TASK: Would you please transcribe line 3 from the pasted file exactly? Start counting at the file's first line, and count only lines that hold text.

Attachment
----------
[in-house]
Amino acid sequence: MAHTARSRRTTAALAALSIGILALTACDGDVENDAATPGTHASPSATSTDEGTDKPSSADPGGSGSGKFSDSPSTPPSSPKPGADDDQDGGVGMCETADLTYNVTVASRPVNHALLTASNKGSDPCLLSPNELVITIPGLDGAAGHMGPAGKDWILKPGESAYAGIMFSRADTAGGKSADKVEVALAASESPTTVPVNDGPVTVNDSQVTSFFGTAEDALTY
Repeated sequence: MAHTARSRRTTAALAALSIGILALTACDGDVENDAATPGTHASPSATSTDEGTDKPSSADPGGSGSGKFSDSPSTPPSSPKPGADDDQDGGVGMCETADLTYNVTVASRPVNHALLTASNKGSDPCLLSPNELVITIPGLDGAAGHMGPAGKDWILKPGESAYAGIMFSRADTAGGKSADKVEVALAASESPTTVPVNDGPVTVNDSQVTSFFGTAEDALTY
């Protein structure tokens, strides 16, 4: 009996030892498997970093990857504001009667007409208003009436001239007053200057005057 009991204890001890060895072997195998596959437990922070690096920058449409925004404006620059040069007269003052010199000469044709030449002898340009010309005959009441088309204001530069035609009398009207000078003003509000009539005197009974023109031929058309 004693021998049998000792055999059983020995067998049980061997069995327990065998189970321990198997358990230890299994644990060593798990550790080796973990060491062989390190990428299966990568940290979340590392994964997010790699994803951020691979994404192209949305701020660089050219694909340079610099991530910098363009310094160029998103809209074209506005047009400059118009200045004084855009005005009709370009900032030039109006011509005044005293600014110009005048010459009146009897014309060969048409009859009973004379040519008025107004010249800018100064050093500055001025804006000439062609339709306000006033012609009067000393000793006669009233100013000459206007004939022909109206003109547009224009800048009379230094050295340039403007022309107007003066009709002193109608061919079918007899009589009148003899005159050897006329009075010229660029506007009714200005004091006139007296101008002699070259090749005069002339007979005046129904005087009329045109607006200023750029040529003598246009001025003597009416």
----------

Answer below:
Repeated sequence: MAHTARSRRTTAALAALSIGILALTACDGDVENDAATPGTHASPSATSTDEGTDKPSSADPGGSGSGKFSDSPSTPPSSPKPGADDDQDGGVGMCETADLTYNVTVASRPVNHALLTASNKGSDPCLLSPNELVITIPGLDGAAGHMGPAGKDWILKPGESAYAGIMFSRADTAGGKSADKVEVALAASESPTTVPVNDGPVTVNDSQVTSFFGTAEDALTY